Exploring in both games is a lot better, but both this and the combat have the camera being a nuisance. Though you have no direct control of the camera, you can manipulate it (in open areas) by the way you walk, but doing this is a nightmare, leaving way too many times where you run towards the camera, unable to see where you are going. During exploration it is quite unpleasant, and during action scenes it becomes frustrating. Otherwise, the exploration is only marred by the items which are way too small (to people who are used to modern games where items are large, hinted at and usually have a bit of a glisten to them so you do not miss them) to notice. If you are not used to what the items look like in these games, chances are you will run straight past them. This holds true for keys and other items you require for puzzles, which forces the player to be a lot more observant and thorough when exploring. The maps and areas are very big and give lots of interesting places for you to explore. Once your eye is set in on the small items, you will find that exploring rewards you with good scares, plenty of supplies and additional back-story. The puzzles in the game are usually quite simple, though the games give the option before you start on which difficulty level you would like the riddles. Usually the puzzles revolve around getting certain items to open some kind of a door and in some cases these items only make sense if you are following a walkthrough.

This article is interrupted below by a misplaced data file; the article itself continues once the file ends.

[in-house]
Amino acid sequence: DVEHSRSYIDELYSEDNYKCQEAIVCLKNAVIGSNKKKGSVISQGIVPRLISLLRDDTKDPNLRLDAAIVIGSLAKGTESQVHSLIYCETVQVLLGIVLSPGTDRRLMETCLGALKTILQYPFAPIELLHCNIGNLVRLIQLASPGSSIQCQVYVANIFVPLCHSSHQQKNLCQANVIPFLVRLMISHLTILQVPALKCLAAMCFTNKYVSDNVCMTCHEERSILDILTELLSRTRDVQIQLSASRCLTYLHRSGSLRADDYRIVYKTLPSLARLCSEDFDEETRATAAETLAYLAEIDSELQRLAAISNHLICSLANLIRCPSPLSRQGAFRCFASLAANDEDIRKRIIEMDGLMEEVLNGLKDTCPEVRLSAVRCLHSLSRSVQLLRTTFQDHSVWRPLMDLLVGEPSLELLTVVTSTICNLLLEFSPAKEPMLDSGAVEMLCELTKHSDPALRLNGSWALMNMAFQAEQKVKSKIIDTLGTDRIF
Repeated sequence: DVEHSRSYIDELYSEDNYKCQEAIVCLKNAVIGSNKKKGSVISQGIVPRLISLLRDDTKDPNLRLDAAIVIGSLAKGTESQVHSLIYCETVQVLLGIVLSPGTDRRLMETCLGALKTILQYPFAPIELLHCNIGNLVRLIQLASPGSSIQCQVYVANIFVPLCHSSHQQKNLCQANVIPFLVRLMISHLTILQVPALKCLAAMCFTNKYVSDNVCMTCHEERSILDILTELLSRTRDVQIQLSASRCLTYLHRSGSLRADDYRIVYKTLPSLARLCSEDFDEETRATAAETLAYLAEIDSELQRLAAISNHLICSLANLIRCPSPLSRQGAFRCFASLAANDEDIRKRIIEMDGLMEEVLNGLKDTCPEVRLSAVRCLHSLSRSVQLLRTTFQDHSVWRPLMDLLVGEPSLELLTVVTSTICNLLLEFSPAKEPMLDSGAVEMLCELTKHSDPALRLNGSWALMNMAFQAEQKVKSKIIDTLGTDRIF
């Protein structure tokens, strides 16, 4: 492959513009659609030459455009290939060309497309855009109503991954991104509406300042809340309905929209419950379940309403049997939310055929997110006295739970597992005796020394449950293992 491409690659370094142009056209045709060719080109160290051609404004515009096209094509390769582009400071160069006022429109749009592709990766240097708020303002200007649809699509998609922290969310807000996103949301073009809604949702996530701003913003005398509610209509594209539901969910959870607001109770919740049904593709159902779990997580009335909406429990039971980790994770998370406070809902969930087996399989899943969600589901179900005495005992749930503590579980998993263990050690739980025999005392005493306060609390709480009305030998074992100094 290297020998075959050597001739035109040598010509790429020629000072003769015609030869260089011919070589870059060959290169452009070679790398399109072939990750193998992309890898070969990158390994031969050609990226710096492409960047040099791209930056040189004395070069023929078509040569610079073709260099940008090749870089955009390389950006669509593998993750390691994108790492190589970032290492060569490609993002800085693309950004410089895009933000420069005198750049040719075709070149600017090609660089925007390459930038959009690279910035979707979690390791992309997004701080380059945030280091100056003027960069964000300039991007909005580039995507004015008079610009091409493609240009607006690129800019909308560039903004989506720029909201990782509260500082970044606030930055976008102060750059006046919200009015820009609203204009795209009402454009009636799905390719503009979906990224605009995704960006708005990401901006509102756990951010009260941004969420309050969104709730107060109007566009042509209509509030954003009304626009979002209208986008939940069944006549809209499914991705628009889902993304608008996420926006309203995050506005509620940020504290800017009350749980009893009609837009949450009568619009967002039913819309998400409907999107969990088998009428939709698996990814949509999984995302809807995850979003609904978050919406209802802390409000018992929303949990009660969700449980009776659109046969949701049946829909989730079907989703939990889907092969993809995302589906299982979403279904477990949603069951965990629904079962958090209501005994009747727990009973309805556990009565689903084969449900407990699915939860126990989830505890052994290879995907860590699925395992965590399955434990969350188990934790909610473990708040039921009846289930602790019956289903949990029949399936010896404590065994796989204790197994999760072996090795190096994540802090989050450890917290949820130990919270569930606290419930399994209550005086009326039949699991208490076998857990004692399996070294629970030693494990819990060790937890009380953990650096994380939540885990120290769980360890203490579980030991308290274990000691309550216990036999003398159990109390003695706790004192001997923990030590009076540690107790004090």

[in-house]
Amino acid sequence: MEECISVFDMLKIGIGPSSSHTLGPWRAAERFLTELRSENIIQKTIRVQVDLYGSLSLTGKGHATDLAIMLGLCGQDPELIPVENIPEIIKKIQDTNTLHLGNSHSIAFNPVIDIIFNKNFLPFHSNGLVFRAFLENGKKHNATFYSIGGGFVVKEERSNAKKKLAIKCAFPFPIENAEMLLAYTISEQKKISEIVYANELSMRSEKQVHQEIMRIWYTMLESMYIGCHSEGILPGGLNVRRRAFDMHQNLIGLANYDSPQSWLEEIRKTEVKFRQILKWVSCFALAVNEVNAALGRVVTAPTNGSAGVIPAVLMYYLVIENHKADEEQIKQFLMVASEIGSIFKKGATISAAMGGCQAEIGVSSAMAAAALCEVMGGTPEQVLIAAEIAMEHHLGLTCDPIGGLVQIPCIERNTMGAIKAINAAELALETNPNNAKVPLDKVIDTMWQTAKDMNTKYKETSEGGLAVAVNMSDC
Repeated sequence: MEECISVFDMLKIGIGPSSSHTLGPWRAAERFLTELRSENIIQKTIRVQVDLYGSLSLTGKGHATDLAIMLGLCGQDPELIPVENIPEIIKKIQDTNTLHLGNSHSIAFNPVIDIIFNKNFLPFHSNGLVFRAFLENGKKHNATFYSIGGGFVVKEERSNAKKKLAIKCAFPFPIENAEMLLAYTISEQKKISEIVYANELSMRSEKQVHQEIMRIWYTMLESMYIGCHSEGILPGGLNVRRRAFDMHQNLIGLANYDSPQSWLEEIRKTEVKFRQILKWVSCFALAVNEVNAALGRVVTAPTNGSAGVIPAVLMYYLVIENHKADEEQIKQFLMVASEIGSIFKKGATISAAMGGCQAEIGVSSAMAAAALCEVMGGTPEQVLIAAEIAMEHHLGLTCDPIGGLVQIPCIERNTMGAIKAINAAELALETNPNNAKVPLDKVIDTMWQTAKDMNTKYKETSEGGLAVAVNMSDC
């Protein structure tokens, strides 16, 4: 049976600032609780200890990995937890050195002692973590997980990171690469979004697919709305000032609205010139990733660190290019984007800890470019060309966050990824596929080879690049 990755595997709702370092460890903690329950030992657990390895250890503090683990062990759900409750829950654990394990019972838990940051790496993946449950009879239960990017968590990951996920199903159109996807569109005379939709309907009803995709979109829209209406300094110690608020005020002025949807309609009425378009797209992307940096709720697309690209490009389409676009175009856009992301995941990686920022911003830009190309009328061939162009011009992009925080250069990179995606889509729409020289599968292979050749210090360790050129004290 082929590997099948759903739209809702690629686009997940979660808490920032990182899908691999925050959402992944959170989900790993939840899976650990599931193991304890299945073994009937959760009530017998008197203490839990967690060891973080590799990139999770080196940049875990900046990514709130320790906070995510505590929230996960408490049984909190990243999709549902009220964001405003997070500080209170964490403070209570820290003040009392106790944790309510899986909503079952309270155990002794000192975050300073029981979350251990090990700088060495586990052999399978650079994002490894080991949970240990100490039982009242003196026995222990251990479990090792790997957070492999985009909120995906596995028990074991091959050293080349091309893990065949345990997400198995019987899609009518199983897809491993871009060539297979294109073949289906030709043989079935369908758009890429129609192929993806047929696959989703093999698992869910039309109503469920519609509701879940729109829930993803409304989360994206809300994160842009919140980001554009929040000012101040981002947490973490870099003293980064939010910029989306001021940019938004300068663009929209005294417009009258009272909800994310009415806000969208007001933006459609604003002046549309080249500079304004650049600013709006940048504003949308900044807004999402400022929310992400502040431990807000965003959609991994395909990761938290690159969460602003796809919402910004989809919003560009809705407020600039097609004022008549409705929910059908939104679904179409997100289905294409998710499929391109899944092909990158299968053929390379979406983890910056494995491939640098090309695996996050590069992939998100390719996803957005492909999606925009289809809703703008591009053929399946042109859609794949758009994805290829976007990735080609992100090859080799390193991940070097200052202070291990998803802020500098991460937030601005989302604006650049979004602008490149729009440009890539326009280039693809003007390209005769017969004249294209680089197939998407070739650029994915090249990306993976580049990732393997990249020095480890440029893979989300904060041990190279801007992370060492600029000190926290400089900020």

So, from a critical point of view, the gameplay in these games is not amazing, though the two games are saved by their other virtues. However, it needs to be said that some will be immediately put off by the awkward, lackluster combat and the drunken camera angles.
Gameplay scores a 3/5